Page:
Cricket has evolved hugely in recent years both on and off the field and yet there is still one area in which it lags behind other sports.
Trademarks may not seem an obvious priority, but given the commercial opportunities attached to sport’s biggest events and most prominent stars, cricket’s apparent reluctance to cash in stands out.
Analysis by intellectual property law firm EIP shows that not a single one of England’s 15-man squad for the current Cricket World Cup holds a registered trademark.
Bowler Adil Rashid is the only player to have applied for a UK trademark, although his clothing application was later withdrawn.
This trend in cricket is a complete departure from their equivalents in football, who are far more savvy when it comes to brand building.
And not only are England’s cricketers perhaps not making the most of their commercial worth – they are leaving themselves open to others exploiting it.
“A registered trademark provides the strongest protection against others seeking unfair advantage,” EIP associate Nora Fowler told City A.M.
“Without adequate protection of their rights, sports personalities run the risk of someone looking to capitalise on their fame, perhaps through selling products which appear to be associated with those sportspeople.
“Without a trademark, the sportsperson would be relying on possible unregistered rights and passing-off, which can be more difficult to prove.”
That is exactly what has happened to England’s Test captain Joe Root, who has a personal website and social media profiles built around the brand “Root 66”, but is allowing others to profit from it because it is not trademarked.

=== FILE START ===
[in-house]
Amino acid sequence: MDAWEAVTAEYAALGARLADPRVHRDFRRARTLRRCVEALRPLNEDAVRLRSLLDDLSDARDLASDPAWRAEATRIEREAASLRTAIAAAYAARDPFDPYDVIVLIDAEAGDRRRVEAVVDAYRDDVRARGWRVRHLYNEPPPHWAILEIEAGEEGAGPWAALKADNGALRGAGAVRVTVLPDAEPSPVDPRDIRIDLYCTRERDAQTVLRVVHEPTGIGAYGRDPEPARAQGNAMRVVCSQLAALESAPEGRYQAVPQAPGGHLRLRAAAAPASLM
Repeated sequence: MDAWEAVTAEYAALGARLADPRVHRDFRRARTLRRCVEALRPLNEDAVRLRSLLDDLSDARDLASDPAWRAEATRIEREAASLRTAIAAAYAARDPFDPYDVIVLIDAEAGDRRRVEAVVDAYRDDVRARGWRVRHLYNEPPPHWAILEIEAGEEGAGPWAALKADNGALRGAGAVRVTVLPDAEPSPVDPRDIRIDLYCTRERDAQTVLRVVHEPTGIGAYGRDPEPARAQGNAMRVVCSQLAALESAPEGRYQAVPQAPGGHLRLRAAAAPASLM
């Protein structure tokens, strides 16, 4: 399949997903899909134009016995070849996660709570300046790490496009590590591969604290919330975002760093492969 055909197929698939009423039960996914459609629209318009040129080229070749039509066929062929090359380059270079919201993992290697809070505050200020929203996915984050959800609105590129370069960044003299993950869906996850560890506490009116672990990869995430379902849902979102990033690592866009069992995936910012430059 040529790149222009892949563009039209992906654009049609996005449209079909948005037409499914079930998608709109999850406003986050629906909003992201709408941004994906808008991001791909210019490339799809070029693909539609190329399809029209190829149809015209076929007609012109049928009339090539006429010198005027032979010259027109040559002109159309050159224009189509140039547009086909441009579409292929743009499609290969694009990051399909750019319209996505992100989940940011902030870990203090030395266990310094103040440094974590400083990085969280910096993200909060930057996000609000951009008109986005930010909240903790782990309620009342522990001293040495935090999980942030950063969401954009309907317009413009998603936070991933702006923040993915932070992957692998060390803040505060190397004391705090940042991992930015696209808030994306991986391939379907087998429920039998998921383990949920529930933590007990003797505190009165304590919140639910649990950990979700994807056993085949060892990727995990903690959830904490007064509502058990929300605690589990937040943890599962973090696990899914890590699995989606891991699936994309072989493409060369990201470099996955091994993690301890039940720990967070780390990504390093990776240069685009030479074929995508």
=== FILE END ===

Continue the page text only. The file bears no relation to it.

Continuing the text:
A rudimentary internet search brings up a website based in the West Midlands selling “100 per cent unofficial cricket T-shirts” emblazoned with Root’s chosen moniker, while the Indian Intellectual Property Office shows his name has also been registered for the production of garments in the sub-continent.
Root and his Root 66 are clearly not on the same level as Cristiano Ronaldo and his CR7 brand, or Usain Bolt and his famous lightning bolt pose, but he is prominent enough to make protecting his assets worthwhile.
Although it lags behind, cricket is not without its notable trademarks. Its most famous name, legendary Indian batsman Sachin Tendulkar, has a whopping 78 registered trademarks in his home country, while the likes of former Australian leg-spinner Shane Warne, Pakistan fast bowler Washim Akram and England batsman Kevin Pietersen have all benefited.
Trademarks aren’t always straightforward to register, needing to be distinctive and not descriptive, but Fowler believes England’s cricketers could be about to come around to their worth.
“With the increased interest in the World Cup this summer and the potential for associated endorsements by cricketers, it is perhaps only a matter of time before we see England’s cricketers do the same,” she added.
It’s not just the World Cup which provides a spotlight. England’s best players are hot property in franchise Twenty20 leagues around the world, where their names carry significant monetary value – both in the auctions and off the pitch.
It seems about time they protected that value.
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